7. 7

    Robert Bigelow

    While I am impressed with Google+, I still apply the same rule I’ve been Inter-networking by since I was posting messages and comments on the dial-in Bulletin Board Systems: assume EVERYTHING is public.

  8. 8


    What Jeff is saying is that everyone is too stupid to use technology properly so lets make it simpler, and tell everyone that everything they say is public. No one wants that. Look how upset people have been about privacy with Facebook! I think there’s a middle ground between providing privacy options and just making everything 100% public. Your point about how face-to-face communication happens illustrates that the best. However, I’d support an part of the initial sign-up that says “Hey! The Internet is public! If you say it here, someone can take it and say it over there.” Just a reminder that there are no real secrets in life except the ones that go untold.

  9. 9


    Maybe I’m old fashioned, but a phone call is still the best way to communicate with people if you can’t see them in person. In the way that Google Plus has initially structured, I feel like posting to a circle is like a conference phone call without the immediacy. That is what has been missing from what I know of all the “social” services. I also trust that the person I am speaking with is not recording the phone call so they could play it for someone else. This is why I feel the permission to reshare a “limited” post should not be granted by default. The only other way I could think of doing this is having the reshare permission assigned to the individual circles you create. Some of your circles could be phone calls, some could be megaphone announcements to a crowd. Both ways have benefits and I know I would like both.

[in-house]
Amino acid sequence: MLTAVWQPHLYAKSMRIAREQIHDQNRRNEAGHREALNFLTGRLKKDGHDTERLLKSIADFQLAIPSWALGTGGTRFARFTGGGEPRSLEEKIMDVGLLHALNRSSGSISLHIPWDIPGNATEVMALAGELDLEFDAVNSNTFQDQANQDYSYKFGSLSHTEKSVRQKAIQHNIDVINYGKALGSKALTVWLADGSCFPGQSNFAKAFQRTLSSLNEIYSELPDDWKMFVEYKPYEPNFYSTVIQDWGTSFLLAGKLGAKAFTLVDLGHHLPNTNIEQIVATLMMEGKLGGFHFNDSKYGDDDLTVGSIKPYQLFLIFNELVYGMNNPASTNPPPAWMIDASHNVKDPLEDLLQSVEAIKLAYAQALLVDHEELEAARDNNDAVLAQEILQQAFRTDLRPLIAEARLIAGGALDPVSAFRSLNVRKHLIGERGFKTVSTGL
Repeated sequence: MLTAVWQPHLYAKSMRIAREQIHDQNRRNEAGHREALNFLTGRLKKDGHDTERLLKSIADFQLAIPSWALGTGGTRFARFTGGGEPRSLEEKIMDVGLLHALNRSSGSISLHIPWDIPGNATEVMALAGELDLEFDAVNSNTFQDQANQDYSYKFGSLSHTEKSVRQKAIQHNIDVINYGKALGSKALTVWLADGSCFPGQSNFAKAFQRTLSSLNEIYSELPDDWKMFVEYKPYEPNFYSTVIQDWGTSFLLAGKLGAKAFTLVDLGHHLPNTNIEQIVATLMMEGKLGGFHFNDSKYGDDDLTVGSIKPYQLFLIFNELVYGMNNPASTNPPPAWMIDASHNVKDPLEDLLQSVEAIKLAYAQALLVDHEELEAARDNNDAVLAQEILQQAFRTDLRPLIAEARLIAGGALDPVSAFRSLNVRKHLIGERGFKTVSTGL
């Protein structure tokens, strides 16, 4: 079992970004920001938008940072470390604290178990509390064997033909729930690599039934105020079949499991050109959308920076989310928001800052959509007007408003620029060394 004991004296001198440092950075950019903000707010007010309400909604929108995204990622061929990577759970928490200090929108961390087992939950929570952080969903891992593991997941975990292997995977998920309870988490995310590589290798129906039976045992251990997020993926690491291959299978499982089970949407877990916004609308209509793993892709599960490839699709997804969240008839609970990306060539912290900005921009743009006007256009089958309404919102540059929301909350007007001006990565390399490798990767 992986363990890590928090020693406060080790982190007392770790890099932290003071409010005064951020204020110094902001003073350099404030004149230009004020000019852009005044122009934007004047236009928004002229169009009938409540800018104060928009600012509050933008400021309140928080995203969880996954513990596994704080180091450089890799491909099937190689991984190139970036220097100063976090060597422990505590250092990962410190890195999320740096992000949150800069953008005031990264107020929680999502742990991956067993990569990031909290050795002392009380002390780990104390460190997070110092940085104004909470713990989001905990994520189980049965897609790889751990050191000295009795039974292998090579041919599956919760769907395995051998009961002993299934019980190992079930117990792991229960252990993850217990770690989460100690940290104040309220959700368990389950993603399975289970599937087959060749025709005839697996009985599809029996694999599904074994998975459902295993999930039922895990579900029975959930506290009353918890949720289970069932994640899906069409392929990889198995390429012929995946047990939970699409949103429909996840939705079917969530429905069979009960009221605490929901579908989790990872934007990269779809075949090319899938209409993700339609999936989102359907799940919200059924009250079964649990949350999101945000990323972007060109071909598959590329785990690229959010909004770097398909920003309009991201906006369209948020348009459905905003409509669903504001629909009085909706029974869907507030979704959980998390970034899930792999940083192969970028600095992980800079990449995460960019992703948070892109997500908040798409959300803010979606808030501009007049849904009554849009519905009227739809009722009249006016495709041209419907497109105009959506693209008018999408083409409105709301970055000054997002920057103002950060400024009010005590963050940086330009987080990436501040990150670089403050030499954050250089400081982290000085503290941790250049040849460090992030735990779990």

10. 10

    Lola Beno

    To Joseph, I respond with the fact that when the phone was invented, the networks were open to the public in that everyone who had a phone in the neighborhood could listen in on the conversation. Of course, now the phone technology has evolved so that the default is to private conversation unless you explicitly open up the speaker phone, or there is wiretapping operation going on.

  11. 11


    Jeff is wrong. If I share something, I shouldn’t assume it’s public, but I should be aware that it could intentionally become public.

    Let’s consider that I take some pictures of my kids and post them to my “Family” Google+ Circle. Grandma sees one and wants to share it with her “Bridge Club” circle. This would probably be fine, but maybe Grandma is not as savvy using the tools (we aren’t all technically adept) and shares it as public (assuming Google permitted that). Now, there are pictures of my kids (minors) for the world to see which are potentially tagged with their name and the location those pictures were taken. Let’s hope that creeps aren’t trolling Google+ public photos, and let’s hope that I’ve instilled wisdom in my kids when facing strangers.